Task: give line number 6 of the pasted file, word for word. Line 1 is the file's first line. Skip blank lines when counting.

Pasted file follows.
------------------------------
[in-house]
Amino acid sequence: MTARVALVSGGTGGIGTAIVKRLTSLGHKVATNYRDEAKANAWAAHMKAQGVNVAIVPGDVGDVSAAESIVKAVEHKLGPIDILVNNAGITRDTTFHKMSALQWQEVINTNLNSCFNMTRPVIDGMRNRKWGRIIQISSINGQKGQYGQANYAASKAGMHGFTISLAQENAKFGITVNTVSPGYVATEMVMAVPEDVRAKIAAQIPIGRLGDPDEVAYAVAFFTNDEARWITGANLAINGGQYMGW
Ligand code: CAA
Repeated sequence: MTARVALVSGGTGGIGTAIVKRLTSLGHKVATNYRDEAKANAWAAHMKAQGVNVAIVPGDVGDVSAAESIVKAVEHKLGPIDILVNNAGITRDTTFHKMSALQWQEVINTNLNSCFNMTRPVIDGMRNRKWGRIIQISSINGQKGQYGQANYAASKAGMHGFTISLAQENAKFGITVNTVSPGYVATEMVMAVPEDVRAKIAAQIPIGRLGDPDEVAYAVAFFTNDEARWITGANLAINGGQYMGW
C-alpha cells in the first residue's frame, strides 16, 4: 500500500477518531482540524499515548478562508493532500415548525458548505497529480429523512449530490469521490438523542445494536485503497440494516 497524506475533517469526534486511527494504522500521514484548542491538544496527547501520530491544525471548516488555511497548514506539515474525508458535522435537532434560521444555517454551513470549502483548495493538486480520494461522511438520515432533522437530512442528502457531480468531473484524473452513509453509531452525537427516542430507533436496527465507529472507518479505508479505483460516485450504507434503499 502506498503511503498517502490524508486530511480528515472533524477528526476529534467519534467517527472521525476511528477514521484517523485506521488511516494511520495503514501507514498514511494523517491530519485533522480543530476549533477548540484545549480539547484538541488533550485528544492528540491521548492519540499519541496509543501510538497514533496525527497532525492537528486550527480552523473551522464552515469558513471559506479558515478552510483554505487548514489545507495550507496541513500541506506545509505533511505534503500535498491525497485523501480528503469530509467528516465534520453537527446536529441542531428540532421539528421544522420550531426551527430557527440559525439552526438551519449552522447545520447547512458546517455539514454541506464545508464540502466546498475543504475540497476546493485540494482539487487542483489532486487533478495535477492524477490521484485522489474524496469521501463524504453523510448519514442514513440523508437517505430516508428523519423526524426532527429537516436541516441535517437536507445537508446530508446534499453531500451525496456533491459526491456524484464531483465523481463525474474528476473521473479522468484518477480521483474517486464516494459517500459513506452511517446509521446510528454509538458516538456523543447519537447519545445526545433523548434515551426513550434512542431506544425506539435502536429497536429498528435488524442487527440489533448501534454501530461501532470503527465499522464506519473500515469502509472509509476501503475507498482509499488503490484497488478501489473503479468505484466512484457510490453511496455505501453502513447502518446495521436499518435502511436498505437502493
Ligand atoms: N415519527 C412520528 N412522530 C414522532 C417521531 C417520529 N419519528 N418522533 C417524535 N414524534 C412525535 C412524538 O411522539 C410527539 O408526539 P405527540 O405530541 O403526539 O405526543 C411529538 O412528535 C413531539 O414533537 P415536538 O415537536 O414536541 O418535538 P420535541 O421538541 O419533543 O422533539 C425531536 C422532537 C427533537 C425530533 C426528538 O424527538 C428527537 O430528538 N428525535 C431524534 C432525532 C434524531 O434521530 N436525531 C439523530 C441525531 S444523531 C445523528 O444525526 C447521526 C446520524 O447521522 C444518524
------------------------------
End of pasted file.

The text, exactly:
Ligand atoms: N415519527 C412520528 N412522530 C414522532 C417521531 C417520529 N419519528 N418522533 C417524535 N414524534 C412525535 C412524538 O411522539 C410527539 O408526539 P405527540 O405530541 O403526539 O405526543 C411529538 O412528535 C413531539 O414533537 P415536538 O415537536 O414536541 O418535538 P420535541 O421538541 O419533543 O422533539 C425531536 C422532537 C427533537 C425530533 C426528538 O424527538 C428527537 O430528538 N428525535 C431524534 C432525532 C434524531 O434521530 N436525531 C439523530 C441525531 S444523531 C445523528 O444525526 C447521526 C446520524 O447521522 C444518524